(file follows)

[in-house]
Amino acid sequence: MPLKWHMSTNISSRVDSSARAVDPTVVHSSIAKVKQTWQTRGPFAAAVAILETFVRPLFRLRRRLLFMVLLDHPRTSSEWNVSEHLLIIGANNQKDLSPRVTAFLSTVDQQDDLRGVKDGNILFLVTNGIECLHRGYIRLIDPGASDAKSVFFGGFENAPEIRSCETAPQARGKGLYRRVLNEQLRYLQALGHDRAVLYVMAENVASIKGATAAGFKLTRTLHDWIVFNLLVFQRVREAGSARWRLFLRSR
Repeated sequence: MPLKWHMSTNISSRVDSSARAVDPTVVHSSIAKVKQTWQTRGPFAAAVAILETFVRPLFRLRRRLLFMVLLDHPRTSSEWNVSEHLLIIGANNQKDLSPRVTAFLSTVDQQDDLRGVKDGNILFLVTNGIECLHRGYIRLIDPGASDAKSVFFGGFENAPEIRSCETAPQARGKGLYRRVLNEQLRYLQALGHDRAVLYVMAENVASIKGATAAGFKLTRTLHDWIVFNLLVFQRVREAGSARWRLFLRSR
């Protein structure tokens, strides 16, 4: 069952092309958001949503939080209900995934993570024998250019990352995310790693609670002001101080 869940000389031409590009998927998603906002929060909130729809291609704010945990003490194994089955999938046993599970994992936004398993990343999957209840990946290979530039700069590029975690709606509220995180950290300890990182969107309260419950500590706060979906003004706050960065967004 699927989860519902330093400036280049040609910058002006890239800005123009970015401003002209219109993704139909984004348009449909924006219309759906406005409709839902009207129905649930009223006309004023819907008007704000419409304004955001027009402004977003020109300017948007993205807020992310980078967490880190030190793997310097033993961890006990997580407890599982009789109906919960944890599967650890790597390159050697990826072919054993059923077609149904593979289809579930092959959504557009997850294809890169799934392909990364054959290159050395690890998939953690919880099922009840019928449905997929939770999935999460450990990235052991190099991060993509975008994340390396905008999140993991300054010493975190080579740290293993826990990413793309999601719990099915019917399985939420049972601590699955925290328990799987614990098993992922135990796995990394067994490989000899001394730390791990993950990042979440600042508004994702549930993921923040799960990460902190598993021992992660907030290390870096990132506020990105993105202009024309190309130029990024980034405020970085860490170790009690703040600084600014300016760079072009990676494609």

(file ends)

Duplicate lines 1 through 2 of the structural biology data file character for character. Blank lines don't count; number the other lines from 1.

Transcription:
[in-house]
Amino acid sequence: MPLKWHMSTNISSRVDSSARAVDPTVVHSSIAKVKQTWQTRGPFAAAVAILETFVRPLFRLRRRLLFMVLLDHPRTSSEWNVSEHLLIIGANNQKDLSPRVTAFLSTVDQQDDLRGVKDGNILFLVTNGIECLHRGYIRLIDPGASDAKSVFFGGFENAPEIRSCETAPQARGKGLYRRVLNEQLRYLQALGHDRAVLYVMAENVASIKGATAAGFKLTRTLHDWIVFNLLVFQRVREAGSARWRLFLRSR